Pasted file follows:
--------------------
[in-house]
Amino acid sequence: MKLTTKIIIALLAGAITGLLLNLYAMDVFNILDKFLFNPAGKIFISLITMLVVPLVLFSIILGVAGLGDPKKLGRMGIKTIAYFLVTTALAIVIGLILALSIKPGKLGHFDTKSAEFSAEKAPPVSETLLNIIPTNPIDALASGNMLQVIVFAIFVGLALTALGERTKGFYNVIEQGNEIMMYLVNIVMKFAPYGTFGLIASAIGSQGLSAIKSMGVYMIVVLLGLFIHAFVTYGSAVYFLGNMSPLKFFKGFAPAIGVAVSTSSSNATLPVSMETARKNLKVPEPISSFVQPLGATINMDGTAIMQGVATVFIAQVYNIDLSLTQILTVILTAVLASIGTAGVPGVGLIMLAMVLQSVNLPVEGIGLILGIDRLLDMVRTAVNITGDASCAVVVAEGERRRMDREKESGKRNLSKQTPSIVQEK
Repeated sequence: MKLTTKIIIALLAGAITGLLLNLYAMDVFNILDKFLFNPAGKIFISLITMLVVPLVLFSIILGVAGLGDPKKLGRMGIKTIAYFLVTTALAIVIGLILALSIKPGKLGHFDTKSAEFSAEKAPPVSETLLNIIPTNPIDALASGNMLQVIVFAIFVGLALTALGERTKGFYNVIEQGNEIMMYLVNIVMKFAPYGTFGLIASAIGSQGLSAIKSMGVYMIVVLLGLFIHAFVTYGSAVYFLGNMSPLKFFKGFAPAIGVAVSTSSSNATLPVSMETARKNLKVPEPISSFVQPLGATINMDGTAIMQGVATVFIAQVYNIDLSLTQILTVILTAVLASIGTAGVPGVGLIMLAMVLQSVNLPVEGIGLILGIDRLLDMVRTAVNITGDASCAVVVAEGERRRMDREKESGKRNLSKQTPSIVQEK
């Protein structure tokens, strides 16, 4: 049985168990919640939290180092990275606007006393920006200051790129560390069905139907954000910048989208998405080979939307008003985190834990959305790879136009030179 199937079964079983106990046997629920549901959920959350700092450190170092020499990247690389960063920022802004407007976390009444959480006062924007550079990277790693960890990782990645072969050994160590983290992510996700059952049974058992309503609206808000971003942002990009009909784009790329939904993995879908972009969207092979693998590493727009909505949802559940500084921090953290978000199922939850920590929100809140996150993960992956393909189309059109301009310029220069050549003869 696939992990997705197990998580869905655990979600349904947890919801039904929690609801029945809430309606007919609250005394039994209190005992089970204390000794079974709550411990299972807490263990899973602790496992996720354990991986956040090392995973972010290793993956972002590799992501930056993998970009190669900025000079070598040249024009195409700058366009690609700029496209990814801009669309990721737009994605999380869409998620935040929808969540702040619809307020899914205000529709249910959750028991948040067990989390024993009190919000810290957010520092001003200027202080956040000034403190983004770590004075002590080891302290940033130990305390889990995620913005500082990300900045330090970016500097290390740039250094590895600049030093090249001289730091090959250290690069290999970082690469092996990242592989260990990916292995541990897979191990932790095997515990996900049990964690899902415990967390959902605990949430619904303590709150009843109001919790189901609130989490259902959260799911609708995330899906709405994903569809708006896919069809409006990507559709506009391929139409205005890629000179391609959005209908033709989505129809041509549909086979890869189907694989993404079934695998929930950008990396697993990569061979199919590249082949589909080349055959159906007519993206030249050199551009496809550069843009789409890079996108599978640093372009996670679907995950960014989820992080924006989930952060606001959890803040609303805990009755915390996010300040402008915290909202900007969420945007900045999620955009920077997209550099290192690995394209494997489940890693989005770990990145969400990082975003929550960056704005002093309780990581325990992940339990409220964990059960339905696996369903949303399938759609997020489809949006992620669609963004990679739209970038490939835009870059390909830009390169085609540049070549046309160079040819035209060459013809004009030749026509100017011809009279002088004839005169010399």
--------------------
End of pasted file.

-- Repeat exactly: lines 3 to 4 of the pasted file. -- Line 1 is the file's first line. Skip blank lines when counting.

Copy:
Repeated sequence: MKLTTKIIIALLAGAITGLLLNLYAMDVFNILDKFLFNPAGKIFISLITMLVVPLVLFSIILGVAGLGDPKKLGRMGIKTIAYFLVTTALAIVIGLILALSIKPGKLGHFDTKSAEFSAEKAPPVSETLLNIIPTNPIDALASGNMLQVIVFAIFVGLALTALGERTKGFYNVIEQGNEIMMYLVNIVMKFAPYGTFGLIASAIGSQGLSAIKSMGVYMIVVLLGLFIHAFVTYGSAVYFLGNMSPLKFFKGFAPAIGVAVSTSSSNATLPVSMETARKNLKVPEPISSFVQPLGATINMDGTAIMQGVATVFIAQVYNIDLSLTQILTVILTAVLASIGTAGVPGVGLIMLAMVLQSVNLPVEGIGLILGIDRLLDMVRTAVNITGDASCAVVVAEGERRRMDREKESGKRNLSKQTPSIVQEK
């Protein structure tokens, strides 16, 4: 049985168990919640939290180092990275606007006393920006200051790129560390069905139907954000910048989208998405080979939307008003985190834990959305790879136009030179 199937079964079983106990046997629920549901959920959350700092450190170092020499990247690389960063920022802004407007976390009444959480006062924007550079990277790693960890990782990645072969050994160590983290992510996700059952049974058992309503609206808000971003942002990009009909784009790329939904993995879908972009969207092979693998590493727009909505949802559940500084921090953290978000199922939850920590929100809140996150993960992956393909189309059109301009310029220069050549003869 696939992990997705197990998580869905655990979600349904947890919801039904929690609801029945809430309606007919609250005394039994209190005992089970204390000794079974709550411990299972807490263990899973602790496992996720354990991986956040090392995973972010290793993956972002590799992501930056993998970009190669900025000079070598040249024009195409700058366009690609700029496209990814801009669309990721737009994605999380869409998620935040929808969540702040619809307020899914205000529709249910959750028991948040067990989390024993009190919000810290957010520092001003200027202080956040000034403190983004770590004075002590080891302290940033130990305390889990995620913005500082990300900045330090970016500097290390740039250094590895600049030093090249001289730091090959250290690069290999970082690469092996990242592989260990990916292995541990897979191990932790095997515990996900049990964690899902415990967390959902605990949430619904303590709150009843109001919790189901609130989490259902959260799911609708995330899906709405994903569809708006896919069809409006990507559709506009391929139409205005890629000179391609959005209908033709989505129809041509549909086979890869189907694989993404079934695998929930950008990396697993990569061979199919590249082949589909080349055959159906007519993206030249050199551009496809550069843009789409890079996108599978640093372009996670679907995950960014989820992080924006989930952060606001959890803040609303805990009755915390996010300040402008915290909202900007969420945007900045999620955009920077997209550099290192690995394209494997489940890693989005770990990145969400990082975003929550960056704005002093309780990581325990992940339990409220964990059960339905696996369903949303399938759609997020489809949006992620669609963004990679739209970038490939835009870059390909830009390169085609540049070549046309160079040819035209060459013809004009030749026509100017011809009279002088004839005169010399």